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I am quite fond of the 135mm for the Mamiya TLRs. It's a nice focal length for the 6x6 format and plenty sharp.
The "Rollei TLR's are the BMW" but Mamiya TLR, C-series the Toyota version.
They just keep om shooting! Heavy but very sharp due to film running straight and flat..
In Mamiya there are other long lenses, 105 some with viewing diaphragm,
the 135mm, two versions of 180mm. The early 180mm which I owned was so sharp, useless for professional portraiture! Slapped piece of tape across element, later diffusion filter similar to "Softar" by Zeiss..
The Rollei 135mm requires a proxar; close up lens to focus close..
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Old 11-30-2018   #15
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The Rollei 135mm requires a proxar; close up lens to focus close..
Yes. Rollei wouldnīt let close distance missing from their menu. Those were the times of perfect cameras which would not compromise and say "sorry... canīt do that. Maybe our next model.."
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Old 11-30-2018   #16
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Yes. Rollei wouldnīt let close distance missing from their menu. Those were the times of perfect cameras which would not compromise and say "sorry... canīt do that. Maybe our next model.."
They made 0.7 and 0.35 Rolleinars especially for the Tele Rolleiflex (which, being Bay III can actually also be used with most 2.8 Rolleiflex models, too). These bring focus in and if that is still inadequate standard Bay III Rolleinars may also be stacked onto Eg the 0.35 for really close range imaging. The arch exponent of this technique was undoubtedly Sanders McNew, who has made many portraits this way.
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Old 11-30-2018   #17
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Those Bay III Rolleinars are not cheap! I've looked for them a couple of times and have been amazed at the prices that people want for them. Maybe one day I'll come across a set that are in my price range.
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Old 11-30-2018   #18
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I can confirm that the Mamiya TLR 135mm is a worthy and obtainable option. Close focus built in.
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Old 11-30-2018   #19
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The "Rollei TLR's are the BMW" but Mamiya TLR, C-series the Toyota version..
If Rollei TLR's are the BMW, and the Mamiya TLR the Toyota............

Then the Hasselblad 135mm F5.6 T* Planar-S is the Apollo Moon Buggy

And it is not that expensive. I paid $350 for the Bellows, and $300 for the Planar, and $75 for the exotic Bellows Lens hood. And not that hard to find these around. One of Hasselblad's sharpest lenses.

And it's part of a system that contains literally HUNDREDS of extra parts. Nobody else 6x6 is EVEN CLOSE. And it can be repaired easily and painlessly. Believe it or not it's easily hand holdable, but uses a double cable release.

For my $$$ it's Hasselblad all the way. Also like Mamiya TLRs and 135mm's very much for what they are. Apples and Oranges.


Hasselblad 135mm F5.6 S Planar by Nokton48, on Flickr
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Old 11-30-2018   #20
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Thumbs up

Quote:
Originally Posted by raid View Post







It brings out the photographer in me.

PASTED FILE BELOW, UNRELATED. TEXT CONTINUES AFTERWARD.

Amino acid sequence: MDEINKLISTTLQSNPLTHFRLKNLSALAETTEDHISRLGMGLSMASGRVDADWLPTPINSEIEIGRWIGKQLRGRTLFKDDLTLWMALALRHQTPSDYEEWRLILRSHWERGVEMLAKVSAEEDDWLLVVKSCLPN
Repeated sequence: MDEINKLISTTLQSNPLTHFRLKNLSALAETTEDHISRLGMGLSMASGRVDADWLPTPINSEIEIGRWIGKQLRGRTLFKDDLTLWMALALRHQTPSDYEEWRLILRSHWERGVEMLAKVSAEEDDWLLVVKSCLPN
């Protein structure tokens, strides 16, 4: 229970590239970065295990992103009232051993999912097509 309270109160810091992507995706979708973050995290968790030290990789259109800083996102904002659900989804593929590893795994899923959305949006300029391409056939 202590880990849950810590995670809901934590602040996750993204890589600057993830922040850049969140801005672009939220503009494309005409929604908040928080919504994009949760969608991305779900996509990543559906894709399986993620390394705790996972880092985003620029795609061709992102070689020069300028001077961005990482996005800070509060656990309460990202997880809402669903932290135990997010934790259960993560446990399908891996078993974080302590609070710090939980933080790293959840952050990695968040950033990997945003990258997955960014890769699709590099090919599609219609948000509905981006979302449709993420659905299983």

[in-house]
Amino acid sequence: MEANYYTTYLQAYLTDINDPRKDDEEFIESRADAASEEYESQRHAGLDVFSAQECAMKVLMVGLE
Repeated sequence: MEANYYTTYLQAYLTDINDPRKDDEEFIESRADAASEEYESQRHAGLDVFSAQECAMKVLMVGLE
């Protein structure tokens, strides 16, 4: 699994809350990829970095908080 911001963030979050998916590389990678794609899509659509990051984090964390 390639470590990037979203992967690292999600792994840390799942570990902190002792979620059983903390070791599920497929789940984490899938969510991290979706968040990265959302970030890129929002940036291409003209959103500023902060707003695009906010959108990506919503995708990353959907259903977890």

I've seen many of your snaps over the years professor but these ones...just first rate beautiful!
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Old 12-01-2018   #21
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Originally Posted by Nokton48 View Post
If Rollei TLR's are the BMW, and the Mamiya TLR the Toyota............

Then the Hasselblad 135mm F5.6 T* Planar-S is the Apollo Moon Buggy

And it is not that expensive. I paid $350 for the Bellows, and $300 for the Planar, and $75 for the exotic Bellows Lens hood. And not that hard to find these around. One of Hasselblad's sharpest lenses.

And it's part of a system that contains literally HUNDREDS of extra parts. Nobody else 6x6 is EVEN CLOSE. And it can be repaired easily and painlessly. Believe it or not it's easily hand holdable, but uses a double cable release.

For my $$$ it's Hasselblad all the way. Also like Mamiya TLRs and 135mm's very much for what they are. Apples and Oranges.


Hasselblad 135mm F5.6 S Planar by Nokton48, on Flickr

Totally different cameras. Rolleis are silent and discreet. Lighter to carry around. Hasselblads are noisy... Yes, they can be handheld but bigger cameras feel better in your hands.

No one will dispute itīs build quality or lens sharpness but itīs an entirely different camera from a Rollei TLR.

I like the SWC biogon... i want it and will shoot w/ it. The rest of the system is nice to look at but itīs a studio camera best served w/ assistants loading film backs .
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Old 12-01-2018   #22
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I've seen many of your snaps over the years professor but these ones...just first rate beautiful!
Thank you very much.
Lina and Dana are teenagers now, and I am glad that I took many photos of them growing up over the past years. Their photos replaced photos of canyons and mountains and other photography targets I used to have until we had our children. No regrets. Children cannot get young again. Mountains stay in place for ages.

I had with me three cameras for a dedicated Rolleiflex Day.
2.8D, Tele , and the 3.5F. I even used a tripod and light meter.
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Old 12-04-2018   #23
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The Tele is a great camera. Somewhat rare, about 8000 made, though for some reason they are not in the same demand/price-range as the Wide. Still, a clean tele is $1000-1400+ all day long, and one without separation is $1500-2k usually.
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Old 12-04-2018   #24
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I like the camera and lens, and the 0.35 adapter works great for me.



I did wait for a later model (white face) since they don't have the separation tendency.